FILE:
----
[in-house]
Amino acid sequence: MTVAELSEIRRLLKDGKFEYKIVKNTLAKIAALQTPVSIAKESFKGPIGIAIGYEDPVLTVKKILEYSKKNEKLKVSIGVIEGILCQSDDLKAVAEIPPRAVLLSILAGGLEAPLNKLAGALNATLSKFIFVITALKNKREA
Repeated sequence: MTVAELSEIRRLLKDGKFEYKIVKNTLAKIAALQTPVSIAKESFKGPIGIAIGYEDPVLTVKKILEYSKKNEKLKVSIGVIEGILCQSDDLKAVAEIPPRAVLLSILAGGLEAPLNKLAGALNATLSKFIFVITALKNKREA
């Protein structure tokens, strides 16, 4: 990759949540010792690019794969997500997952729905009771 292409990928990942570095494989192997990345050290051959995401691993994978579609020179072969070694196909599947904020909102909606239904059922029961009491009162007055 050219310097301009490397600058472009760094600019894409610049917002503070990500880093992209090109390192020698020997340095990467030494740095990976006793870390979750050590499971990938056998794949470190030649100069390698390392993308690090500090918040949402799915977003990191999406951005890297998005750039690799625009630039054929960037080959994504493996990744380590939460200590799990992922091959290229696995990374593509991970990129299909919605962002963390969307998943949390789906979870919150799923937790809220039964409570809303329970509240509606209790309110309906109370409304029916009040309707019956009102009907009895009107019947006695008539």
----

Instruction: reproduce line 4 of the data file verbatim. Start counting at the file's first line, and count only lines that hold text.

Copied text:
């Protein structure tokens, strides 16, 4: 990759949540010792690019794969997500997952729905009771 292409990928990942570095494989192997990345050290051959995401691993994978579609020179072969070694196909599947904020909102909606239904059922029961009491009162007055 050219310097301009490397600058472009760094600019894409610049917002503070990500880093992209090109390192020698020997340095990467030494740095990976006793870390979750050590499971990938056998794949470190030649100069390698390392993308690090500090918040949402799915977003990191999406951005890297998005750039690799625009630039054929960037080959994504493996990744380590939460200590799990992922091959290229696995990374593509991970990129299909919605962002963390969307998943949390789906979870919150799923937790809220039964409570809303329970509240509606209790309110309906109370409304029916009040309707019956009102009907009895009107019947006695008539």